The Samurai were about the only people interested in horse racing in ancient Japan, and perhaps understandably. They would race hell-bent down a field for the honor of decapitating an enemy who was, in effect, the winning post. Scoring by a head or a neck meant a decidedly different thing in those days.
But in the Era of Showa (literally Enlightened Peace, which is the name of Emperor Hirohito's reign), the martial and elite character of that early racing has been forgotten and the sport has become a mass and massive endeavor. Baseball the national game? No way. It draws peanuts in Japan compared with the crowds that pack the tracks.
Despite a drizzle and uncomfortably humid weather, 120,000 people wedged themselves into Tokyo Racecourse 10 days ago for the Japanese Derby. There is no turf spectacle like it. Those vaunted classics at Epsom and Longchamp and Churchill Downs never draw such a horde, nor does the wagering on those derbies of the Western World approach the extravagant outpouring on Japan's big race—$28.3 million. To cope with such frenetic betting, the track opened 2,183 mutuel windows on race day, and the country's 14 off-track betting offices did stampede business as abacuses clacked and computers whirred.
To prevent riots at the gate, the Japan Racing Association sold more than 100,000 admission tickets to the derby almost a month before the event. In addition, a limited number were made available on the eve of the classic, and fans began lining up four nights in advance to purchase these. This supply was exhausted an hour after the ticket windows opened at 5 a.m. A racetrack filled to capacity—and turning away fans—is a thing unheard of, except in Japan.
July 23, 1972
At dawn on race day a full program of derby shows began on television and radio. In subways, restaurants and mah-jongg parlors talk was about the race and little else. Thousands of women were among those pushing toward the racecourse on the fringe of Tokyo. Old-line politicians, including the governor of the city, frown on ladies joining in the fray on these occasions, but increasingly this seems to be a minority concern. "Decorum as a traditional mark of Japan's womanhood is O.K. by me," says one track official, "but to stick to it, no matter what, is no way of ensuring a happy life." The new prime minister of Japan, Kakuei Tanaka, apparently believes in partaking of the fun. He owns a racehorse. Nor does he mind women in the sport; his wife owns three.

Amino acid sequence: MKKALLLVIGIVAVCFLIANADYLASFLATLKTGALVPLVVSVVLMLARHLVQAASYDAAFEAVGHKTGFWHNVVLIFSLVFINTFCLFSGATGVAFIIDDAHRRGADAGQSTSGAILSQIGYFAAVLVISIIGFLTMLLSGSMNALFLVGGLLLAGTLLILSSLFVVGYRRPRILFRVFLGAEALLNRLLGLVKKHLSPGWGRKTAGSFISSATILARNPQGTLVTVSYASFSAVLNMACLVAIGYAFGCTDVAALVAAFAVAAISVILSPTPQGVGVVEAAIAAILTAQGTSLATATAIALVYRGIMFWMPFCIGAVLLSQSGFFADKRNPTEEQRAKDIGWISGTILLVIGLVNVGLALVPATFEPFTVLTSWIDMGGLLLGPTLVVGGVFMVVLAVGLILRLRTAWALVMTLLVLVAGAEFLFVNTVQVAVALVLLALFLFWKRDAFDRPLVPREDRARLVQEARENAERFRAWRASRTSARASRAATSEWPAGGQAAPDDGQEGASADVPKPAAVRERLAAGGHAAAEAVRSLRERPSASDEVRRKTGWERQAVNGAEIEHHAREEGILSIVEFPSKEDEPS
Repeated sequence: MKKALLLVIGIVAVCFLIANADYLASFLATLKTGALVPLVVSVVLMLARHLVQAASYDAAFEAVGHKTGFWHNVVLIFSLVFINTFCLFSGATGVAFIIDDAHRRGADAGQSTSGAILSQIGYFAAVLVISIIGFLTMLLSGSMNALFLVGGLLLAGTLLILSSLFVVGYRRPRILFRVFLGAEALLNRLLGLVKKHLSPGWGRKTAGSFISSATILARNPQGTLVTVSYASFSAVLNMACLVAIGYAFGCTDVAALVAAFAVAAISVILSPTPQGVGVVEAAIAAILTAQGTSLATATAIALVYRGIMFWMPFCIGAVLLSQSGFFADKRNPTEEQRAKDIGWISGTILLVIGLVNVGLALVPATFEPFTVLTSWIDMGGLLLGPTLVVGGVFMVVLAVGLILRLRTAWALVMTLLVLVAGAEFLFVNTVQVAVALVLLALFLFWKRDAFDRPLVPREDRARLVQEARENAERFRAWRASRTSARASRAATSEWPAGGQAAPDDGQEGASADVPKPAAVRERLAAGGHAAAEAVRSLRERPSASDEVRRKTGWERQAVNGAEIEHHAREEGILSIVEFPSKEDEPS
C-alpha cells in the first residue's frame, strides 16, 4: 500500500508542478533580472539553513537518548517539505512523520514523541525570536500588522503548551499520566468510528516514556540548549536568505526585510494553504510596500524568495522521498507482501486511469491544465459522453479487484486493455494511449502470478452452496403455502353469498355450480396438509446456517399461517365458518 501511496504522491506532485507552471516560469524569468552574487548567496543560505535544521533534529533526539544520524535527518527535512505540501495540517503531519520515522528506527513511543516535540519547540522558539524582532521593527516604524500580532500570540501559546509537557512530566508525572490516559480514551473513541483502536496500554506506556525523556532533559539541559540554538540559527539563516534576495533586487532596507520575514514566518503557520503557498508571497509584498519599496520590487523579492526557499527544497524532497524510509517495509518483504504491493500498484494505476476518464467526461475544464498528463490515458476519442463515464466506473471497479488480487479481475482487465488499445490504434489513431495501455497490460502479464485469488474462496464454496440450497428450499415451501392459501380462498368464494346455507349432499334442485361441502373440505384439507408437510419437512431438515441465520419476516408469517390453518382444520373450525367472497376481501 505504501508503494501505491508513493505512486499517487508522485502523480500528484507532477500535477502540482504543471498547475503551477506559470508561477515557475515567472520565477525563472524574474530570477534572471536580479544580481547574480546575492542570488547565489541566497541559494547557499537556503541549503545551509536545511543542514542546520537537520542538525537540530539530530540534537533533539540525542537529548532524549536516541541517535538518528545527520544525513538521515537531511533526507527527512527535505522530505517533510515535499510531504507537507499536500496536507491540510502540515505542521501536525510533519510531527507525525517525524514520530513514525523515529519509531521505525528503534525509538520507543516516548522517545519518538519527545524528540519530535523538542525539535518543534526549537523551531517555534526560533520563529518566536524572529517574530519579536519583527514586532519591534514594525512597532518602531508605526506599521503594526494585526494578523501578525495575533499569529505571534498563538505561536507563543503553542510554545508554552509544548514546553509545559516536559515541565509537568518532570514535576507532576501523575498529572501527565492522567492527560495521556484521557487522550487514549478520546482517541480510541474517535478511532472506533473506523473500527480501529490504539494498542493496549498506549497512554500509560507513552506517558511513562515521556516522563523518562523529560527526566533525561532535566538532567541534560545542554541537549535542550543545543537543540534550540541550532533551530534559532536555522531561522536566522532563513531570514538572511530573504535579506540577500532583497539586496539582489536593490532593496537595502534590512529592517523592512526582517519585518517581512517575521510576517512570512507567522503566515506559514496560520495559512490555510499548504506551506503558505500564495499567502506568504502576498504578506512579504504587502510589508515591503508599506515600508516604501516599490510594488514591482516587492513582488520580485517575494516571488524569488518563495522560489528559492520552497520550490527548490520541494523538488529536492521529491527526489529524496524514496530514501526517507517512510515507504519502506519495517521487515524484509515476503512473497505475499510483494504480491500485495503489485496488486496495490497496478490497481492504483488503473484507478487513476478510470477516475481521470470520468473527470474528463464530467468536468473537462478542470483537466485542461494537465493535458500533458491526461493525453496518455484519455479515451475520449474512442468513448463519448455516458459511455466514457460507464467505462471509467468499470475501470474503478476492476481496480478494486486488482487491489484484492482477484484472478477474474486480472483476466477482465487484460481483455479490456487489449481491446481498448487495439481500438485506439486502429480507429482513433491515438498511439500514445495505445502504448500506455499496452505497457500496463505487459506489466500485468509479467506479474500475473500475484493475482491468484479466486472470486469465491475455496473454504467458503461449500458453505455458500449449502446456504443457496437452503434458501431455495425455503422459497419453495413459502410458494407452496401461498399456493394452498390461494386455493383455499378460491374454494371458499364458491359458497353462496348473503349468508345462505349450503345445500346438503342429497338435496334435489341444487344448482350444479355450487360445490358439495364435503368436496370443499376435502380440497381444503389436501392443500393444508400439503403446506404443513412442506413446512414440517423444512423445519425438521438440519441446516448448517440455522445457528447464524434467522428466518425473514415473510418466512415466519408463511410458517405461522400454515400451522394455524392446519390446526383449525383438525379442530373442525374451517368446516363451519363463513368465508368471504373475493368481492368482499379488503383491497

The growing popularity of racing—and betting—is viewed by at least one Tokyo psychologist as an important emotional trend in such a crowded land. "Living here breeds friction and tons of frustration," says Kazuo Shimada, a man much esteemed in his profession. "We must have some means of alleviating the pressure, and betting seems to." The elbowing crowd on Derby Day would not seem to provide ease and serenity, but the professor goes on to explain, "Where our interests are the same, we clannish Japanese delight in the multitude, finding in it not solitude but a soothing sense of belonging."
Whatever the reasons for the sport's bonanza, the thoroughbred industry is now big business in the country. For close to a decade Japanese have been crisscrossing the world buying up horses to improve their stock. They are importing an average of 200 stallions and mares each year and are outbidding Americans and Englishmen at prestigious international bloodstock sales. Not long ago a Japanese breeder purchased one of the grand old farms of the Blue Grass, and he is using this Kentucky stud as a base of operations. Six weeks ago a 90-year-old Japanese businessman spent $1 million to buy Hard to Beat, the favorite in the Prix du Jockey Club (French Derby), and promptly won that prize.
The wisdom and value of these foreign investments was made all the more evident when a colt named Long Ace, whose sire had been imported from England, took the 39th running of the Japanese Derby. The son of Hard Ridden (an Epsom Derby winner) had never started as a 2-year-old, but at three he has now won six of seven starts. With the $110,000 derby purse he has earned $222,000 in all, a sizable amount for a colt anywhere.
Twenty-seven horses started in the mile-and-a-half derby, with Long Ace the favorite. The race was surprisingly swift from the start, considering the boggy, wet turf. Long Ace bided his time and it was not until the final strides that he burst from the pack to win in record time—2:28.6. Samurai style, he scored by a neck. The loser was named Land Prince.
In the ceremony that followed, Long Ace was decorated with a scarlet banner and his jockey and owner were draped with beribboned medals. Meanwhile, losing bettors staged a traditional rite, tossing their worthless tickets into the air in a multicolored shower. The moment has an almost esthetic quality, reminding one of a forest full of cherry blossom petals falling to the ground in a gentle wind. Because of this, the Japanese have begun to call their classic the Cherry Blossom Derby.
Imagine calling a horse race that. The ancient Samurai would not have been able to make head or tail of it.